It turned out I’d been worried about the procedure for nothing, really. It didn’t change at all in the time of COVID-19, except for maybe more washing of hands and masks covering their faces that were worn a bit tighter.
A couple of friends have told me they’re afraid of having something like a dental emergency right now, but I’m happy to report that if you’re in dire need of a dentist, their services are available, and the procedures remain the same, and you can get in fast. At least in the Reno, Nevada area.
I was told after the root canal there was one more procedure that needed to be completed.
Handing over my credit card was one of them, of course, but I was also told that within four weeks I would have to replace the temporary filling the endodontist had put on my tooth with a permanent filling, as well as a crown.
I was annoyed that there was more to be done, but as soon as they said if I don’t take care of the final step the tooth could become infected again and I might have to return for another root canal, I called my dentist pronto.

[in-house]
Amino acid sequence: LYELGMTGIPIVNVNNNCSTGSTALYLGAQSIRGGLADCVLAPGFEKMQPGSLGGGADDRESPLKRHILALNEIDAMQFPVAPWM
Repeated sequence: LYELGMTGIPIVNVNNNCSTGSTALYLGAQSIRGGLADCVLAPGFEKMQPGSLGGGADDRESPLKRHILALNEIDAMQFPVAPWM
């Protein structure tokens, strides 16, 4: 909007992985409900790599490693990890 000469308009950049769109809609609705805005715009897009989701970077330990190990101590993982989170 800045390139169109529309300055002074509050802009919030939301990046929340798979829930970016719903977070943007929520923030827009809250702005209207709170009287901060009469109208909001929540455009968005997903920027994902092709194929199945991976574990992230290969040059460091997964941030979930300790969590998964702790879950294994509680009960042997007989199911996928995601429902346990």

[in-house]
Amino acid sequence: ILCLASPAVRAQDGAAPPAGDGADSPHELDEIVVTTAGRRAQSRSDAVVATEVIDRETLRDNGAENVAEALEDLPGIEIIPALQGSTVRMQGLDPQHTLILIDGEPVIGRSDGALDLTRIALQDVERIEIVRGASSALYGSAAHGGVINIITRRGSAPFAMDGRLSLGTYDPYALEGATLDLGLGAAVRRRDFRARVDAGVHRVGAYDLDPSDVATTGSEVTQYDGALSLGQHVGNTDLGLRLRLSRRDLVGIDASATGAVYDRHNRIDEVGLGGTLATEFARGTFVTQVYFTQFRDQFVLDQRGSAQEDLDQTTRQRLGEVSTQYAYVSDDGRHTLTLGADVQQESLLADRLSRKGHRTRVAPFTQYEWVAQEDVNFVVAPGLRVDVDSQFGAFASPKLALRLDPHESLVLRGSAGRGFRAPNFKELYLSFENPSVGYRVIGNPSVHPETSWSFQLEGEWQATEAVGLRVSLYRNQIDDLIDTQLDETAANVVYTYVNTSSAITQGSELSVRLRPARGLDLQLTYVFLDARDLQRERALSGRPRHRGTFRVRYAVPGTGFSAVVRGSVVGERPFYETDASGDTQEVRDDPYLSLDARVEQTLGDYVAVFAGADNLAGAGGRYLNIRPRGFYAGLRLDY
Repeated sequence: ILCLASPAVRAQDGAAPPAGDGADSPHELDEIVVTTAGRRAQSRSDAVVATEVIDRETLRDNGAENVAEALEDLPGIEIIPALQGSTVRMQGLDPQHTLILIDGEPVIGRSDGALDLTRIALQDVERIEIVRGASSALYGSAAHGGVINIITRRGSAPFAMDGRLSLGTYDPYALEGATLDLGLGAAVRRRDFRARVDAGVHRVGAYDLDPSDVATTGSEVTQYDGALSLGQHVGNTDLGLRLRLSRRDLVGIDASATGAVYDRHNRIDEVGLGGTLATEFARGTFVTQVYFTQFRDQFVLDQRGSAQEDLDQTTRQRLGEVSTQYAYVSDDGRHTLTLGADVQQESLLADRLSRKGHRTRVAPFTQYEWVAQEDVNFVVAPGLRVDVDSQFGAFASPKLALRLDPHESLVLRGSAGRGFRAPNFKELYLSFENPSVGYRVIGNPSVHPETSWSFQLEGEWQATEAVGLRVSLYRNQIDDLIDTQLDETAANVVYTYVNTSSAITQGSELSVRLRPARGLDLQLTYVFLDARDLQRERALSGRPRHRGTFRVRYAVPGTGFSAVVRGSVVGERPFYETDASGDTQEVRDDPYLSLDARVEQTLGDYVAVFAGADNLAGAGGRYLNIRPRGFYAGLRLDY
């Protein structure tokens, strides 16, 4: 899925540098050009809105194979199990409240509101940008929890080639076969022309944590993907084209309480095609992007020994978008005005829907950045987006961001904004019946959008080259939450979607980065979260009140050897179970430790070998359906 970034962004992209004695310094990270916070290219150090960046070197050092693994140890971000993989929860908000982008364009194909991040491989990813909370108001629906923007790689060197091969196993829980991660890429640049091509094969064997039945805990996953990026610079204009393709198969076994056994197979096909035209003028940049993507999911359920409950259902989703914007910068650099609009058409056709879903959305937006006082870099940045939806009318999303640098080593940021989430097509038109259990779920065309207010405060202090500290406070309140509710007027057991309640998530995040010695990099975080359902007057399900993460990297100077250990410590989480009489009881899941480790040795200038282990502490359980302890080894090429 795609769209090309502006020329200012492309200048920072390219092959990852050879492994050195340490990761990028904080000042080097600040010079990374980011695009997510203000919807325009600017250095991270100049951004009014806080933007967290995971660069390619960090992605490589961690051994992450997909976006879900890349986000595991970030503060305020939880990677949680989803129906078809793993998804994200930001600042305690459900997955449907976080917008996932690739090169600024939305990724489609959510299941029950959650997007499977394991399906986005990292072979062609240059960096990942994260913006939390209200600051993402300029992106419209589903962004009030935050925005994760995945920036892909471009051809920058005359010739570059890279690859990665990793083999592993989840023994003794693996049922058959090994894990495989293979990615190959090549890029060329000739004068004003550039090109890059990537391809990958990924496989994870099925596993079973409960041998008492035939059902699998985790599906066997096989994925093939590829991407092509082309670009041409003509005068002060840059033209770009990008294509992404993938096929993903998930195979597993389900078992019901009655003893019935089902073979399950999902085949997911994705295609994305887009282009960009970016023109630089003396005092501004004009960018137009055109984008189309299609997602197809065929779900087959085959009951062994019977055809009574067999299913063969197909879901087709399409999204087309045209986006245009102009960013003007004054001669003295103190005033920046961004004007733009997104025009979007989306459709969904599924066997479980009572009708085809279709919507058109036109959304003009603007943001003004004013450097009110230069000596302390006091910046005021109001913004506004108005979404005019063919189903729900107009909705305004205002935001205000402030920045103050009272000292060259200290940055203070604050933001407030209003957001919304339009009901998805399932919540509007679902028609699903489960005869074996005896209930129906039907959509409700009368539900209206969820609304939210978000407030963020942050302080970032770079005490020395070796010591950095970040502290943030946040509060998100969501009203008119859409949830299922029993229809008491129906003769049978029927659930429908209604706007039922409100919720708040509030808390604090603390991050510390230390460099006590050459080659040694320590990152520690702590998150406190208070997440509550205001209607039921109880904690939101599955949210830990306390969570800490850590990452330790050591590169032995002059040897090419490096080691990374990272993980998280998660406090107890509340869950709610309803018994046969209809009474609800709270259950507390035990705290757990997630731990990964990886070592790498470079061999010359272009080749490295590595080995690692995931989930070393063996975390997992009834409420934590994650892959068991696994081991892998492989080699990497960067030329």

One of his assistants picked up the phone. I told her what needed to be done within four weeks, but she said a filling and/or a crown wasn’t considered an emergency procedure and that I would have to wait until normal business hours resumed at the dentist’s office in May or June.
“But this is an emergency!” I said, just like I’d said to the dentist on my first phone call the weekend before. “If I don’t get this done by mid-April, my tooth can be re-infected!” She said there was nothing she could do but that she would pass my message along to the dentist.
I didn’t wait. I called the dentist directly a few minutes later, and he said he could get me in the following week to take care of the permanent filling. He said the labs were currently closed during COVID-19 and so I couldn’t get a crown fitted just yet, but he could at least buy me some time by putting in the permanent filling, thankfully.